Down the Bluffs with Doris McCarthy

3 November 2016 – Finally on the Doris McCarthy Trail! We found it in spring — and also found it closed for restoration. Grrr. It has now reopened, and we are back. (Thanks to Phyllis’ perseverance, I must add.)

I knew of the artist Doris McCarthy; even, decades back, attended a showing of her works at which she was present (though I was too shy to approach her). I also knew vaguely that she had long lived out on the Scarborough Bluffs.

Now the artist and the place come together beneath our feet, as we start down the gravelled trail. Signs warn cyclists to dismount, to respect the steep slope.

partway down the Trail, with Lake Ontario already visible

Not that steep, we agree, as we march on down, Lake Ontario already in view.

The day is sunny-cloudy, but not raining, so we are content. And anyway, how could you not be content, with views like this?

view west, from foot of Doris McCarthyTrail

Down there in the distance to the west, Leslie Spit. Up close, rusty fall colours in the shrubbery. Linking the two, great striated bands of glacial material, layer on layer, North America’s most complete record of Pleistocene geology.

Smack at the foot of the Doris McCarthy Trail, a sculpture.

Passage, by Marlene Hilton Moore

Passage, it is called, and it is perfect. The work of Marlene Hilton Moore, a tribute to both Doris McCarthy and the Bluffs she loved so much. We peer down the ribs …

Passage

see two columns of dates along the spine, & rush back to the plaque for help.

One column tracks major events in the life of Doris McCarthy, from birth (1910) to years training in & then teaching art, to her 12-acre purchase of land on the Bluffs (1939) and subsequent establishment of first a cottage & then a permanent home on the site (Fool’s Paradise, 1946), her travels & honours as an artist, her induction into the Order of Canada (1987), her donation of Fool’s Paradise to the Ontario Heritage Trust (1998), & her death, age 100, in 2010. Fittingly, the Trust now runs her beloved home as the Doris McCarthy Artist-in-Residence Centre.

The other column tracks major events in the life of the Scarborough Bluffs. It starts a little earlier: 23,000 B.C., when Lake Iroquois is first formed.

We amble westward on the lakeside trail, enjoying the warmth, the breeze, nature’s extravagant textures.

heading west along Lake Ontario, from foot of Doris McCarthy Trail

And, oh, in a while, the path successively narrows and finally ends.

Scarborough Bluffs, looking west

We turn back, explore our way to the east; explore, too, what else is on offer, along with those sweeping vistas.

Rocks, for example, along the beach …

beach rock

and beautifully crafted little bird nests …

at path's edge

and, of course!, an inukshuk, out on a point.

inukshuk, beyond the tree

Finally we loop back once again to Passage …

marking the foot of the Doris McCarthy Trail

and head back up the Doris McCarthy Trail to the city streets of Scarborough.

It is, we agree, much steeper to climb than to descend!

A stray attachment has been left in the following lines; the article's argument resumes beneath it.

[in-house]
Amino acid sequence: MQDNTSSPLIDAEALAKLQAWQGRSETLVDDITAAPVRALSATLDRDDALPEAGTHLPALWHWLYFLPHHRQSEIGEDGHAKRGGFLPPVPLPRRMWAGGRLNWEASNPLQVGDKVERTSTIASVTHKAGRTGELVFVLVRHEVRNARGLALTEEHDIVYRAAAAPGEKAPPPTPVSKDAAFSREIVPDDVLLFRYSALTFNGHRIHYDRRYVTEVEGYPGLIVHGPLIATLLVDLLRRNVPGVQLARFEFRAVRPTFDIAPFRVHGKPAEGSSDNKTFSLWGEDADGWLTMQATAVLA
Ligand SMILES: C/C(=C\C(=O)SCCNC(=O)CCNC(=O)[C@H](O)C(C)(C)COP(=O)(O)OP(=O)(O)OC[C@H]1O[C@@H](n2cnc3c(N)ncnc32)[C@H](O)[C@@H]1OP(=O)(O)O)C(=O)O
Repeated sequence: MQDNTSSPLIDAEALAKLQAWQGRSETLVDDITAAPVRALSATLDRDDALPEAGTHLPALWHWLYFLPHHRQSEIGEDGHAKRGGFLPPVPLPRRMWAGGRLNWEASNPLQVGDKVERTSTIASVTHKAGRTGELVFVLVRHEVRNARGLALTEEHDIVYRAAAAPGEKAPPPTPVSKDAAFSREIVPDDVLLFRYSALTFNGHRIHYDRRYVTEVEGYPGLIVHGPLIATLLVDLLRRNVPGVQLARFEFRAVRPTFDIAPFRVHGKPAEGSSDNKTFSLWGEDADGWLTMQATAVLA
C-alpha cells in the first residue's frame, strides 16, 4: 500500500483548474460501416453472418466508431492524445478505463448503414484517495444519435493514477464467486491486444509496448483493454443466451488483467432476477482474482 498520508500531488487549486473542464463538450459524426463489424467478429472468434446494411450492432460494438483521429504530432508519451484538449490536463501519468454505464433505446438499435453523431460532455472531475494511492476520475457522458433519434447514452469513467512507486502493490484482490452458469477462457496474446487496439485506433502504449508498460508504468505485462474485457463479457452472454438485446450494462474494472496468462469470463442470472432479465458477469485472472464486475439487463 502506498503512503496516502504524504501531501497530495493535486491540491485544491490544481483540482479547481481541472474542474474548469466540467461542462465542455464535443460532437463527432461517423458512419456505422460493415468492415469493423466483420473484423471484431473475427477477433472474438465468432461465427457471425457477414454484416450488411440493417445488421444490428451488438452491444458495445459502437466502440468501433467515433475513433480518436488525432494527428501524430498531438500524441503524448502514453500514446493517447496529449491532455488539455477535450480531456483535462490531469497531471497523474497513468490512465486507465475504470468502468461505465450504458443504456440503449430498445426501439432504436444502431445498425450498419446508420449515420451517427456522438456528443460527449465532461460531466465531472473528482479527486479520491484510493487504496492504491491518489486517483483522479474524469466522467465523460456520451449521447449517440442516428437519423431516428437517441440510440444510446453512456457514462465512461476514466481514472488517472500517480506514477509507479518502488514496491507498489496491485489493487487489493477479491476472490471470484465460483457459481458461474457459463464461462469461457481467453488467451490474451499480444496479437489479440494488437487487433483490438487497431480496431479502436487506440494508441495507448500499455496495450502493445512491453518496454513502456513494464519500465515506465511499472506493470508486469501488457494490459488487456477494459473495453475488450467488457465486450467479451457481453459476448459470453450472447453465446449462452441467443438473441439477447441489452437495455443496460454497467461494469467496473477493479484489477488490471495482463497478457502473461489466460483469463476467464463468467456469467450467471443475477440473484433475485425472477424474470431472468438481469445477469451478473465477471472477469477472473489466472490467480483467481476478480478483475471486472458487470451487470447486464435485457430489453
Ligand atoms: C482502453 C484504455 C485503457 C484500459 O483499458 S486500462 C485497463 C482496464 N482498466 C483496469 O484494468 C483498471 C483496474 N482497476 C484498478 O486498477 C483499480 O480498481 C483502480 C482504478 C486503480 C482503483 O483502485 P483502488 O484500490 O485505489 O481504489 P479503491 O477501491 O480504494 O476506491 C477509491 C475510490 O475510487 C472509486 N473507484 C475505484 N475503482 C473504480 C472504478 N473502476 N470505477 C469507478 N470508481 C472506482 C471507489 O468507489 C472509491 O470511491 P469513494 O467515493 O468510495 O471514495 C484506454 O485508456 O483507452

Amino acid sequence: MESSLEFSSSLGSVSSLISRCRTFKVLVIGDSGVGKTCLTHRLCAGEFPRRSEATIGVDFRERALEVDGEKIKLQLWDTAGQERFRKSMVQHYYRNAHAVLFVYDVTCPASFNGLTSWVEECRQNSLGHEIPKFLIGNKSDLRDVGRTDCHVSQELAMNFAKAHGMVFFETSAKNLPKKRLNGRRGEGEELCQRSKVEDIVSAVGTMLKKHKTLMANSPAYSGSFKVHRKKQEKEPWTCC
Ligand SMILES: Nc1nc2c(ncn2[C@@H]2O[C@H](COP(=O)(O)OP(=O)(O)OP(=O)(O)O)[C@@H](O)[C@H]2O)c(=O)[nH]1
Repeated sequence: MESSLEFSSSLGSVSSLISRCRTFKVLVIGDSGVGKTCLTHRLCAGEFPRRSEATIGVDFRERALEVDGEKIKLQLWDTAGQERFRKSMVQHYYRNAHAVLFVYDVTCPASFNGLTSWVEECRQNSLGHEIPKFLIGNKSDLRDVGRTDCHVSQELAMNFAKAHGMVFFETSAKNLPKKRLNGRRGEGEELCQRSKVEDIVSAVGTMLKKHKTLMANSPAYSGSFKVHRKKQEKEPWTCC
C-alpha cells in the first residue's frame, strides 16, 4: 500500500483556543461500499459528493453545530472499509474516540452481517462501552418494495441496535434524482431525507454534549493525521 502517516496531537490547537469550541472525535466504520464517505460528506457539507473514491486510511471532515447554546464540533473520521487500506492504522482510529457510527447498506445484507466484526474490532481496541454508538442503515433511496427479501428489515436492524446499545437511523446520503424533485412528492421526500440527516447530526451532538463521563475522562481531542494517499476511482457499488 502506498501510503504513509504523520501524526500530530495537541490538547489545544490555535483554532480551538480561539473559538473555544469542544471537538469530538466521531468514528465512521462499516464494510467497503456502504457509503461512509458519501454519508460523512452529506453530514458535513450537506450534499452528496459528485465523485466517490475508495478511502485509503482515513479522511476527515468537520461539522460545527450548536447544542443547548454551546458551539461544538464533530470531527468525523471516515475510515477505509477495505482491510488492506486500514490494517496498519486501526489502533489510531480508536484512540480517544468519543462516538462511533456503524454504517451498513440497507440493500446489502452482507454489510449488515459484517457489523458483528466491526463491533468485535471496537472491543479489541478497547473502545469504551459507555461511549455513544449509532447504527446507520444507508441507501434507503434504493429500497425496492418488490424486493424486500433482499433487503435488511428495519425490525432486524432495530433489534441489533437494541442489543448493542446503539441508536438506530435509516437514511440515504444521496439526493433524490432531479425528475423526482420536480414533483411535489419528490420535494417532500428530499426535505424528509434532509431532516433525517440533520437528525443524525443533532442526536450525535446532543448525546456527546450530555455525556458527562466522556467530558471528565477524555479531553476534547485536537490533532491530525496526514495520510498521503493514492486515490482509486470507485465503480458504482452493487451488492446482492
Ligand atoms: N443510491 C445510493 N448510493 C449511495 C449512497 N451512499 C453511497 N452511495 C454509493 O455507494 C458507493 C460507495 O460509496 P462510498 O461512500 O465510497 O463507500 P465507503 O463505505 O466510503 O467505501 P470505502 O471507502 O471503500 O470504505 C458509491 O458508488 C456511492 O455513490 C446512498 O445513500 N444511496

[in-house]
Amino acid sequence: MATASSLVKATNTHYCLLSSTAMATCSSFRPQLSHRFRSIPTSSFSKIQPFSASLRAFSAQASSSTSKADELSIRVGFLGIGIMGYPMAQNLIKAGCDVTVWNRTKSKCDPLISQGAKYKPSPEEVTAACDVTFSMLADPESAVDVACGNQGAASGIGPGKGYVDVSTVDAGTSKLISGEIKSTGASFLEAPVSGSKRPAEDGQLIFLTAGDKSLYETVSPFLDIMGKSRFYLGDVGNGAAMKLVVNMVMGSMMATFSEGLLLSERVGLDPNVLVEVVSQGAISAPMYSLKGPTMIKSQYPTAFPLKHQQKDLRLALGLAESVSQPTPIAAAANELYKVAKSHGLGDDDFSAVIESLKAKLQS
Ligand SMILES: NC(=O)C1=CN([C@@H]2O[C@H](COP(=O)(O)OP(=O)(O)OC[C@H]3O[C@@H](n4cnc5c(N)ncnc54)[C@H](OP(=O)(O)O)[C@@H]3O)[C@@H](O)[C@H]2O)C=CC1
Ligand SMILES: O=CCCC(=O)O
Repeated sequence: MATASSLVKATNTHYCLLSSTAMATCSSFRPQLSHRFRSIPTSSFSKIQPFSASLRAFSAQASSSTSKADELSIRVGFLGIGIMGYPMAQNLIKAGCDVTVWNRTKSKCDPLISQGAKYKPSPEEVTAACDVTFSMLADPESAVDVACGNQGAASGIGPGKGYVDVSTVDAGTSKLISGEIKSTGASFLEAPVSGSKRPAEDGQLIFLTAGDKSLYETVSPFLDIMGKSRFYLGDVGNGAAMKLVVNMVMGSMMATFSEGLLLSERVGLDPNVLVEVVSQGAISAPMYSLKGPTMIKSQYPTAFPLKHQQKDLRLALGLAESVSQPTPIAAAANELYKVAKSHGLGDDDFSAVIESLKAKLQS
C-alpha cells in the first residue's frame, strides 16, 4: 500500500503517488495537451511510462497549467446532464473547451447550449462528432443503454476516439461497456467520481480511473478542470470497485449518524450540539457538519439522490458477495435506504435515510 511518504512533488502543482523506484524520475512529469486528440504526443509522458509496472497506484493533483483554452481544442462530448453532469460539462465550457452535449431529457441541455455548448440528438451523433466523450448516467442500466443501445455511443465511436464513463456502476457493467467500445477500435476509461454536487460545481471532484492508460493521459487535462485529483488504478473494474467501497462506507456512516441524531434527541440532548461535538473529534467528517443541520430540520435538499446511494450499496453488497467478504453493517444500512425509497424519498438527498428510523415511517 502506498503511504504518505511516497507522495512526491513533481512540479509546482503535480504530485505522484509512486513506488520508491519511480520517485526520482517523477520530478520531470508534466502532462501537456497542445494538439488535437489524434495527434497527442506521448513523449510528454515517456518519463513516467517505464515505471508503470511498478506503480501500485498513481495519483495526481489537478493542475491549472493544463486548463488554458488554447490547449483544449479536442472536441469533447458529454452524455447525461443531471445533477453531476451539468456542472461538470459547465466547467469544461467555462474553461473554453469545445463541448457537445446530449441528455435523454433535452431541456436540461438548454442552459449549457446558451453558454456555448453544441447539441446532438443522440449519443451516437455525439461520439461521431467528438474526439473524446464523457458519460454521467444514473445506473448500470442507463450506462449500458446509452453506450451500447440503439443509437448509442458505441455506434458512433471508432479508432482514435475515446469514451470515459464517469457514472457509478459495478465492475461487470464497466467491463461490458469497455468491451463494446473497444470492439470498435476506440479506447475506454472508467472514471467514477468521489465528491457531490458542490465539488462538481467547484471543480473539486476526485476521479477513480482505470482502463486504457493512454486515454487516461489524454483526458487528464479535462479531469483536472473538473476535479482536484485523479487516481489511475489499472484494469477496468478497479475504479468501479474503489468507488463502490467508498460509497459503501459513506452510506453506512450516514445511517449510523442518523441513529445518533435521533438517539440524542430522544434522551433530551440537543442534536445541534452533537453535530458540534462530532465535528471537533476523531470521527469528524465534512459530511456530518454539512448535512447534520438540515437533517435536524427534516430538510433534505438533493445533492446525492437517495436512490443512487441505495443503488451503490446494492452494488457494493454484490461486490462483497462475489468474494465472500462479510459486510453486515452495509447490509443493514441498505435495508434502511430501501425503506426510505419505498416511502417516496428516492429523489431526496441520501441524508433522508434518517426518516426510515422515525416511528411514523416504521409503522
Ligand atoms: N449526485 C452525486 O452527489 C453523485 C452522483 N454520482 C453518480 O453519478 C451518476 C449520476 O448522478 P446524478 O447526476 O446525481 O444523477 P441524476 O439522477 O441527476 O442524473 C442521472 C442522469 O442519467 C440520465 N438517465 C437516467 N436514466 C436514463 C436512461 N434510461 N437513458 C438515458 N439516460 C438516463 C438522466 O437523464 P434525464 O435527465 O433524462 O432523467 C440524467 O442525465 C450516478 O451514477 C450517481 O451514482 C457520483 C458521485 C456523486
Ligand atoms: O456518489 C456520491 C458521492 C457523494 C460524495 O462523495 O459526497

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9 Comments

  1. Larry Webb

     /  3 November 2016

    Hi Penny.

    Fascinating – never been on this trail nor seen this sculpture. Thanks.

    By the way, that would not be the Leslie Street Spit in that picture. One should never say the word “never,. but you would never be able to see it from there and it would be a lot further away – that would simply be Bluffers Park at the foot of Midland Avenue.

    Best to you, L

    Larry Webb

    larw18@webbpro.ca

    (416) 508-1291

    Reply
    • I’m glad to introduce you to that sculpture — and they’ve just reopened the trail, so no wonder you haven’t been on it yet. It’s short — just a quick zip down to the lakeshore.

      Reply
  2. I think I’ve commented before on how good you are at shaping your posts. This time you frame with steepness (or otherwise); and you also pace the treasures along the way beautifully. Thanks for introducing me to Doris McCarthy. I like the two timelines, and reality like the clarity of shape of her paintings. I will NOT long for Potato Point, although when I do return watch out coastline.

    Reply
  3. Another great walk!

    Reply
  4. I met her when I was a member of the Scarborough Artist’s Guild. It was twenty years ago. She had just come back from the arctic with her friend/student. (I can’t remember her name!) They gave a slide show presentation, Doris didn’t do much of the talking but she very candid and funny when she did speak. They were on a ship, that’s how they got up there. It was summer but still freezing. I don’t think I could survive that at any age!
    I remember one photo of Doris sitting on frigid scape looking out at what looked like one of her paintings, an iceberg I think. I wish I could remember more about it. (She was a devotee of Lauren Harris?) The group got together monthly and would quarterly have a judge for their juried shows. I think she was part of the jury that night but I could be wrong. I did speak to her but can’t remember anything that was said. I was not previously aware of her celebrity. I am generally clueless but at the time even more so?

    Reply
    • How lucky to have that memory, thanks for telling me – & everyone else. Most events have different meanings for us over time as our own experience & awareness grow, what’s so good here is that you did remember that experience & can now add more appreciation to it – that’s the best any of us can do!

      Reply
  5. I was lucky enough to spend last August living at Fool’s Paradise, Doris’s former home atop the Bluffs, as artist in residence, thanks to Doris and Ontario Heritage Trust. I became fascinated by all things Doris, and have subsequently written a children’s book manuscript about her (for which I’m trying to find a publisher:) Thanks for the read and the pictures.

    Reply

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